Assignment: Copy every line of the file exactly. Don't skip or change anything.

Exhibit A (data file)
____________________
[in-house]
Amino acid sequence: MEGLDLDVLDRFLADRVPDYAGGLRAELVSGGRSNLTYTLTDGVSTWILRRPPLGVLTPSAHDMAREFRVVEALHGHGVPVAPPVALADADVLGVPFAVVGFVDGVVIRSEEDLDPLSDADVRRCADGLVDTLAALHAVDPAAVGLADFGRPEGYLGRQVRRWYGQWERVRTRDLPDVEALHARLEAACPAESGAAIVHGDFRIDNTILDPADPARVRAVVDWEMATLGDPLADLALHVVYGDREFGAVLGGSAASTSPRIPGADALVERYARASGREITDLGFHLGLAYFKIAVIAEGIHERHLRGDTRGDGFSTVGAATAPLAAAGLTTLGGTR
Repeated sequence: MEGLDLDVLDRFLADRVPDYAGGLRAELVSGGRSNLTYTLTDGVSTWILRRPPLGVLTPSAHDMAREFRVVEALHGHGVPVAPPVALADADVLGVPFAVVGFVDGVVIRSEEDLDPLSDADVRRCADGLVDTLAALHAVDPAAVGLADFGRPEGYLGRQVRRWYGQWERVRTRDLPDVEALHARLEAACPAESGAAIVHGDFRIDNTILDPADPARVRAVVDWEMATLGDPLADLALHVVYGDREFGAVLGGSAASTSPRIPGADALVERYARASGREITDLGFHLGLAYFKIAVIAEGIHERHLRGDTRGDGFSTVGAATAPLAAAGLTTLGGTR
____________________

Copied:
[in-house]
Amino acid sequence: MEGLDLDVLDRFLADRVPDYAGGLRAELVSGGRSNLTYTLTDGVSTWILRRPPLGVLTPSAHDMAREFRVVEALHGHGVPVAPPVALADADVLGVPFAVVGFVDGVVIRSEEDLDPLSDADVRRCADGLVDTLAALHAVDPAAVGLADFGRPEGYLGRQVRRWYGQWERVRTRDLPDVEALHARLEAACPAESGAAIVHGDFRIDNTILDPADPARVRAVVDWEMATLGDPLADLALHVVYGDREFGAVLGGSAASTSPRIPGADALVERYARASGREITDLGFHLGLAYFKIAVIAEGIHERHLRGDTRGDGFSTVGAATAPLAAAGLTTLGGTR
Repeated sequence: MEGLDLDVLDRFLADRVPDYAGGLRAELVSGGRSNLTYTLTDGVSTWILRRPPLGVLTPSAHDMAREFRVVEALHGHGVPVAPPVALADADVLGVPFAVVGFVDGVVIRSEEDLDPLSDADVRRCADGLVDTLAALHAVDPAAVGLADFGRPEGYLGRQVRRWYGQWERVRTRDLPDVEALHARLEAACPAESGAAIVHGDFRIDNTILDPADPARVRAVVDWEMATLGDPLADLALHVVYGDREFGAVLGGSAASTSPRIPGADALVERYARASGREITDLGFHLGLAYFKIAVIAEGIHERHLRGDTRGDGFSTVGAATAPLAAAGLTTLGGTR